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Search in Asset Markets ∗ Ricardo Lagos Federal Reserve Bank of Minneapolis

By Guillaume Rocheteau

Abstract

We investigate how trading frictions in asset markets affect portfolio choices, asset prices and efficiency. We generalize the search-theoretic model of financial intermediation of Duffie, Gârleanu and Pedersen (2005) to allow for more general preferences and idiosyncratic shock structure, unrestricted portfolio choices, aggregate uncertainty and entry of dealers. With a fixed measure of dealers, we show that a steady-state equilibrium exists and is unique, and provide a condition on preferences under which a reduction in trading frictions leads to an increase in the price of the asset. We also analyze the effects of trading frictions on bid-ask spreads, trade volume and the volatility of asset prices, and find that the asset allocation is constrained-inefficient unless investors have all the bargaining power in bilateral negotiations with dealers. We show that the dealers ’ entry decision introduces a feedback that can give rise to multiple equilibria, and that free-entry equilibria are generically inefficient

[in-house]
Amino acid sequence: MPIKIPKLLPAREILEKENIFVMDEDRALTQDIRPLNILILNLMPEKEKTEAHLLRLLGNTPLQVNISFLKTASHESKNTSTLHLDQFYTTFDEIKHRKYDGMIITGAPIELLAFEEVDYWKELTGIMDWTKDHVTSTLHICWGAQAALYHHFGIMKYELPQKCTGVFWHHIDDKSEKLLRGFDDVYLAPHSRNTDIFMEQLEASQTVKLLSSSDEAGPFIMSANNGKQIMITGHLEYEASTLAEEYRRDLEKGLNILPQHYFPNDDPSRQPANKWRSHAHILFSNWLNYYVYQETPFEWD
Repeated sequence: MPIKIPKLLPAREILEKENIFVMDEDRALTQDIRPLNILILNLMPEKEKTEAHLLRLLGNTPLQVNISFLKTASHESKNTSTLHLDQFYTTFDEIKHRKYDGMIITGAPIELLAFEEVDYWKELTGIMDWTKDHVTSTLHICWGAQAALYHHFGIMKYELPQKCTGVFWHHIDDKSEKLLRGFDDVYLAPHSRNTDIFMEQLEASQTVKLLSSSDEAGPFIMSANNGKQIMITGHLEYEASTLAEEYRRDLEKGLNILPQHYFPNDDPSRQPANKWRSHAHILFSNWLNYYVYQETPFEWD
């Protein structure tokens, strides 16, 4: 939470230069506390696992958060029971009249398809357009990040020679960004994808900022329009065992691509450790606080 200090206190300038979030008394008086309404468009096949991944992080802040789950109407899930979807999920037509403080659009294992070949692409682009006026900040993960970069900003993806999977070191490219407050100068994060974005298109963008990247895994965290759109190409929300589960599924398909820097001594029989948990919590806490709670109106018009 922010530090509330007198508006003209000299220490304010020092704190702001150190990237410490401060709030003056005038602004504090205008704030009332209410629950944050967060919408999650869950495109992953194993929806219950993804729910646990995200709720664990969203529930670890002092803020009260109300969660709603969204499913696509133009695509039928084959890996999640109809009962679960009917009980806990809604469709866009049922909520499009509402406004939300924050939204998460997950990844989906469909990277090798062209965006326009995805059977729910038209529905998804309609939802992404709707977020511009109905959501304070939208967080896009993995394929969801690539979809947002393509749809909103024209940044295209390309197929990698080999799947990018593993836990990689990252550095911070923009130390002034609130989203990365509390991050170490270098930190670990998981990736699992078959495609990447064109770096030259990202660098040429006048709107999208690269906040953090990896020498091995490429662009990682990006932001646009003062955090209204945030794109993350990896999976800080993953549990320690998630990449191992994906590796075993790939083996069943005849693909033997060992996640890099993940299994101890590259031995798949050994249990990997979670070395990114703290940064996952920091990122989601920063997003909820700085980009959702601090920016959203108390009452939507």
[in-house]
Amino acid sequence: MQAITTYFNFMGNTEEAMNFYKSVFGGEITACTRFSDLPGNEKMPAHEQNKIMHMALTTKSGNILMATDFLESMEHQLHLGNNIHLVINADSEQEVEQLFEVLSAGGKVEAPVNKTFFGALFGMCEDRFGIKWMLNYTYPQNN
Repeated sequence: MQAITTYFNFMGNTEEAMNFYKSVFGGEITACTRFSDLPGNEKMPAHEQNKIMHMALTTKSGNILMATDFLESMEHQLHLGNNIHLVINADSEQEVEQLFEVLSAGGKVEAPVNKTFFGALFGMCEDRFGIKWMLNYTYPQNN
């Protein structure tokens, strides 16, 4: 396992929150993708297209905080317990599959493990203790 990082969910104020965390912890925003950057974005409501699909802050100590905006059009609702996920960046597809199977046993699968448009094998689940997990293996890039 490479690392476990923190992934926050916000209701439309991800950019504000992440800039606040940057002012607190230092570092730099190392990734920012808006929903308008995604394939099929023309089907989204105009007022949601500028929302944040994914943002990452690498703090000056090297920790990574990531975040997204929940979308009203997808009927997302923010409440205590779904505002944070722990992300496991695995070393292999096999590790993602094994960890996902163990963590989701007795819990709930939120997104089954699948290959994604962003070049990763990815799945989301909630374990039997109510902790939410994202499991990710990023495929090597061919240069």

Topics: asset prices, bid-ask spread, execution delay, liquidity, search, trade volume
Year: 2006
OAI identifier: oai:CiteSeerX.psu:10.1.1.415.5119
Provided by: CiteSeerX
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